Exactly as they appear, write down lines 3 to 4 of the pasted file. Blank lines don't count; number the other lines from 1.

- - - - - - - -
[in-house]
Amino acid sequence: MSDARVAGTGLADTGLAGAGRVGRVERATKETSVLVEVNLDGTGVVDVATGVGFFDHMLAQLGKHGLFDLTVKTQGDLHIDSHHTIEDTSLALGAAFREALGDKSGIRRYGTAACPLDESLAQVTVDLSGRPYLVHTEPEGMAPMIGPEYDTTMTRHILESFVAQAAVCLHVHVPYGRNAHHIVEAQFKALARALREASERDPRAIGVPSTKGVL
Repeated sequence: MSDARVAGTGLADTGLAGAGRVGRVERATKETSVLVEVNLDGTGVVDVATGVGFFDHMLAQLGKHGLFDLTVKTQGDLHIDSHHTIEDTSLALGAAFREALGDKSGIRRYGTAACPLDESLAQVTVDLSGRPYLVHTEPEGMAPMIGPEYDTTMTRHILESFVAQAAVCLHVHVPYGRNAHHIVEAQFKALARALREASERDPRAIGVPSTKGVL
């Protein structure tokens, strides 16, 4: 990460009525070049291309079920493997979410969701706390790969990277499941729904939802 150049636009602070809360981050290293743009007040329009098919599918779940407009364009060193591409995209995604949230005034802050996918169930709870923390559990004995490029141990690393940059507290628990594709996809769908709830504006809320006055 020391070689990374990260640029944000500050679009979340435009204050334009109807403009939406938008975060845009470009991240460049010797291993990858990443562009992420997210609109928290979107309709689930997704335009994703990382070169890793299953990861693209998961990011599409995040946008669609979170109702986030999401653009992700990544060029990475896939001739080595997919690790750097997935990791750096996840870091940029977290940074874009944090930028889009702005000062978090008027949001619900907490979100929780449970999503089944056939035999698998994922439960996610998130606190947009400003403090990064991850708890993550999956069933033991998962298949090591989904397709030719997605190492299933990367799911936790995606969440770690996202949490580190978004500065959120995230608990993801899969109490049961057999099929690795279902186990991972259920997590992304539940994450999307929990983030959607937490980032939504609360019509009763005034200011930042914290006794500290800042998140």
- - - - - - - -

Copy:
Repeated sequence: MSDARVAGTGLADTGLAGAGRVGRVERATKETSVLVEVNLDGTGVVDVATGVGFFDHMLAQLGKHGLFDLTVKTQGDLHIDSHHTIEDTSLALGAAFREALGDKSGIRRYGTAACPLDESLAQVTVDLSGRPYLVHTEPEGMAPMIGPEYDTTMTRHILESFVAQAAVCLHVHVPYGRNAHHIVEAQFKALARALREASERDPRAIGVPSTKGVL
């Protein structure tokens, strides 16, 4: 990460009525070049291309079920493997979410969701706390790969990277499941729904939802 150049636009602070809360981050290293743009007040329009098919599918779940407009364009060193591409995209995604949230005034802050996918169930709870923390559990004995490029141990690393940059507290628990594709996809769908709830504006809320006055 020391070689990374990260640029944000500050679009979340435009204050334009109807403009939406938008975060845009470009991240460049010797291993990858990443562009992420997210609109928290979107309709689930997704335009994703990382070169890793299953990861693209998961990011599409995040946008669609979170109702986030999401653009992700990544060029990475896939001739080595997919690790750097997935990791750096996840870091940029977290940074874009944090930028889009702005000062978090008027949001619900907490979100929780449970999503089944056939035999698998994922439960996610998130606190947009400003403090990064991850708890993550999956069933033991998962298949090591989904397709030719997605190492299933990367799911936790995606969440770690996202949490580190978004500065959120995230608990993801899969109490049961057999099929690795279902186990991972259920997590992304539940994450999307929990983030959607937490980032939504609360019509009763005034200011930042914290006794500290800042998140």